The interview sample (N=29) contained 19 women and 10 men. One person identified as a cross-dressing male; no other participants indicated transgender identities. We recruited more women than men as we had access to a higher number of women's networks that were not available on the same scale for gay and bisexual men in Wales. The majority of participants (23) were between the ages of 50 and 69 years; six people were between 70 and 76 years. Eighteen participants resided in towns and villages, while 11 participants were located in larger towns and cities. Ten participants identified as Welsh-speakers (fluent and not fluent). Eleven participants were in same-sex relationships, ten were in civil partnerships and one person indicated they were married; seven participants were not in relationships. All participants were white with 26 people of British descent. Over half the group (18) held either degrees or higher degrees, reflecting a high level of educational attainment. Eighteen women identified as lesbian, nine participants as gay and one person as bisexual; one woman described herself as a ‘dyke’. We experienced difficulty in accessing older bisexual adults despite attempts to remedy this through snowball sampling and by contacting bisexual communities online.

Findings

Reflections on future care: views of older LGB adults

Older LGB participants conveyed in equal amounts their fears and hopes for future care in residential and nursing environments. Participants emphasised the importance of ‘equal treatment’ to heterosexual residents and accentuated a sense of common humanity by alluding to shared values of respect and dignity. Care homes that treated LGB residents as equal were expected to: (a) welcome partners and friends and uphold the privacy of residents by facilitating private time together; (b) display physical signs of LGB-affirmation such as rainbow signs on entrances and pictures of same-sex couples; and (c) make participants feel comfortable to discuss their personal and sexual lives with other residents and staff. Fundamentally, participants hoped that staff would be mindful that some residents may identify as LGB, be sexually active and have experienced same-sex relationships. However, their hopes did not match their expectations as participants expressed a number of concerns about the receipt of future care. First names stated below are pseudonyms selected by participants.

Looking back, reflecting forward: experiences of discriminatory treatment

A key finding was the importance of LGB histories and the impact that prior experiences had on current or future perceptions of health and social care services. Nearly all participants reported either first-hand experiences or anecdotal cases of discrimination encountered across their life history. The majority of participants had hidden lesbian and gay identities in one or more public arenas to protect themselves from anticipated discrimination, including those who lived a predominantly ‘out’ life. Homophobic treatment had been experienced within familial, social (e.g. neighbours) and community networks (e.g. Church groups):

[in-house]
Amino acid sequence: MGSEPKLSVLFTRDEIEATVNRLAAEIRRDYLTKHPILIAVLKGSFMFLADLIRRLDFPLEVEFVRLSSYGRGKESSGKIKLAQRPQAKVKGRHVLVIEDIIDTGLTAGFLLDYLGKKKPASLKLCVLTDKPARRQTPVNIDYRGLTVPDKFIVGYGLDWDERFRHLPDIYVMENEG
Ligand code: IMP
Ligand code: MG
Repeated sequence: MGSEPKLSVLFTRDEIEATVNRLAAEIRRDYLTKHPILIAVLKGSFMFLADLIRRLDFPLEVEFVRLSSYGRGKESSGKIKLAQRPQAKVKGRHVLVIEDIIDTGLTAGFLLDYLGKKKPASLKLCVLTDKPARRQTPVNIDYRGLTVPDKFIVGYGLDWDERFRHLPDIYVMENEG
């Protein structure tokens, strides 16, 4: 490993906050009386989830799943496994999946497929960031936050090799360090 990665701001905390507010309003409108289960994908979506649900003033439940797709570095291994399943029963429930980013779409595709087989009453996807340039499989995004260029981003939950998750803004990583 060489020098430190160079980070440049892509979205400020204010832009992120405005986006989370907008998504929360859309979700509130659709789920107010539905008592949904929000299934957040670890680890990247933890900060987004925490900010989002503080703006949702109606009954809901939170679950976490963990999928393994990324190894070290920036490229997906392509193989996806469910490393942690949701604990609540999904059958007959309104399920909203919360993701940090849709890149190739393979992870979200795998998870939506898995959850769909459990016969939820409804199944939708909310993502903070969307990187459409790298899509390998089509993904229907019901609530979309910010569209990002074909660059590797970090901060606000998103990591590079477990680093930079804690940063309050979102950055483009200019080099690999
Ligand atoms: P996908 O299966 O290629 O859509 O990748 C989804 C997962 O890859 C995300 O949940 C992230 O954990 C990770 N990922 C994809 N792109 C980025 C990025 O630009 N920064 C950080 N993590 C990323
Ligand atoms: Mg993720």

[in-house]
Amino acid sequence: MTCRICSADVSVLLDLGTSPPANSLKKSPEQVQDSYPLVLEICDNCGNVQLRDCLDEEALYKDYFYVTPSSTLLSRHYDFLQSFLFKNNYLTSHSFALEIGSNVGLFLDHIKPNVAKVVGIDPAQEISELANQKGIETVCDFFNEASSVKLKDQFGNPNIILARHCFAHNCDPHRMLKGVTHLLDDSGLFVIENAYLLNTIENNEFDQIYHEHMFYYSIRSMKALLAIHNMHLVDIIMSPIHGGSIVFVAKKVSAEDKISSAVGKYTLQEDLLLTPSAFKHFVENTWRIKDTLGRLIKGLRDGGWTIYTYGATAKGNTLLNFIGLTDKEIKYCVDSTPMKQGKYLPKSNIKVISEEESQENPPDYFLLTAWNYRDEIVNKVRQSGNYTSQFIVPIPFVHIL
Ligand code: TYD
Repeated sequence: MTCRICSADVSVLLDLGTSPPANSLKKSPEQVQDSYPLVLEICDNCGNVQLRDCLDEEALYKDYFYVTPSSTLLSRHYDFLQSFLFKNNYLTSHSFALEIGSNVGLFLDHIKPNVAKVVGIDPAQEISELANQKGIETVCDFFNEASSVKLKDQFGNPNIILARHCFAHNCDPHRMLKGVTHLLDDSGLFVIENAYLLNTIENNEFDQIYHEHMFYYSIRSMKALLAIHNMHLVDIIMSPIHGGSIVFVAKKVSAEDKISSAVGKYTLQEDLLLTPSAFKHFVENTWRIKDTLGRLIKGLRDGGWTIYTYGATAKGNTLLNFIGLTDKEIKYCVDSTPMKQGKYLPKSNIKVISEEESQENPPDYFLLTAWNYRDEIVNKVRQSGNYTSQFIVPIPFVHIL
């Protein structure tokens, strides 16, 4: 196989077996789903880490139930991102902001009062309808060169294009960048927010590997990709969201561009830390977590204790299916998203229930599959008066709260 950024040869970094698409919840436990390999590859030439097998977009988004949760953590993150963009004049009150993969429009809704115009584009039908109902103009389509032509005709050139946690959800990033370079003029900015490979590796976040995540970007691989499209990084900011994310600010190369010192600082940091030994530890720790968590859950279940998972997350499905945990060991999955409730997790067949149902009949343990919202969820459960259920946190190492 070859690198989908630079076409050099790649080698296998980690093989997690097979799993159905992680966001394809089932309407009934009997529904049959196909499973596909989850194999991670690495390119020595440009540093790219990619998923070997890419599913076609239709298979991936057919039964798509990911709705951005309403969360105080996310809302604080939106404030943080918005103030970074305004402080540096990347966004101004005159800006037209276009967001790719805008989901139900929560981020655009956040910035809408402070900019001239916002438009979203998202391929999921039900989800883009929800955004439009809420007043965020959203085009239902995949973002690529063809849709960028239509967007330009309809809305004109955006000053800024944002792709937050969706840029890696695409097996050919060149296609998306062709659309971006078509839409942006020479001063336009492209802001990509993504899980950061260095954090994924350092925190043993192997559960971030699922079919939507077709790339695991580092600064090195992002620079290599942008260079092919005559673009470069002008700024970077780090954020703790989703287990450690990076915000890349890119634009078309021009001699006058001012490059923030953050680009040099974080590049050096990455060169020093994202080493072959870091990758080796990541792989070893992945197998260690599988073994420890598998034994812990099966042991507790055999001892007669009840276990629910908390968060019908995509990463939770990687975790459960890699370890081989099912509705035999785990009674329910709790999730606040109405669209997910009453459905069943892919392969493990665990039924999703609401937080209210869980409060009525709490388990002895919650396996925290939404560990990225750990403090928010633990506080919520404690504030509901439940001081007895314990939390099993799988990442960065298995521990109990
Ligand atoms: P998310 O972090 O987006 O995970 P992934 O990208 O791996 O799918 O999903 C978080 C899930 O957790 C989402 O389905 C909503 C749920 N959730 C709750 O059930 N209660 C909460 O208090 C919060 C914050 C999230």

My mother found out when I was 13 that I was gay, screamed the house down and made me promise never to do anything about it. So, I didn't. And she died when I was 23 and I just sort of existed … I always thought that I'd never do anything about it [being gay], because I'd promised my mother that I would never do anything about it … I was 38 coming out … (Gregory, 53)

Participants had lived through a period of history in which homosexual identities had been classified as a psychiatric disorder with biomedicine. Consequently, some participants had experienced discrimination when accessing health-care services, as evident in Amy's (58) story of seeking support from a psychiatrist:

I remember when I got together with this girl and it was her first same-sex relationship and she was like going to get married in a couple of months after we met and we went to, well she went to the doctor to tell them all what was going on and he sent her to a psychiatrist in the hospital and I can see the two of us there now, sat in the hospital about 1970 talking to this psychiatrist about feelings we were having and no, it was quite incredible just saying like you shouldn't have those feelings and telling her [partner] to go ahead and get married to this chap and all this, that and the other.

Many of the participants had ‘come out’ later in life, typically in their mid- to late thirties, and did not feel safe to discuss their sexual attractions and relationships during their youth. This marks a generational shift from recent trends in which young people are more likely to identify as LGB or same-sex attracted during adolescence (Savin-Williams Reference Savin-Williams2005). Annie (61) likened ‘coming out’ as lesbian during the 1960s as attempting to swim upstream:

… and the minute you try to swim upstream there's somebody there to stop you. It's very difficult just being yourself but it's so important to do it. I mean I ended up in a mental hospital, I hid in a marriage. Back in the sixties they had what was happily called ‘queer bashing’ in London where I was living, they had queer bashing and gang rapes on lesbians. I was scared, I hid.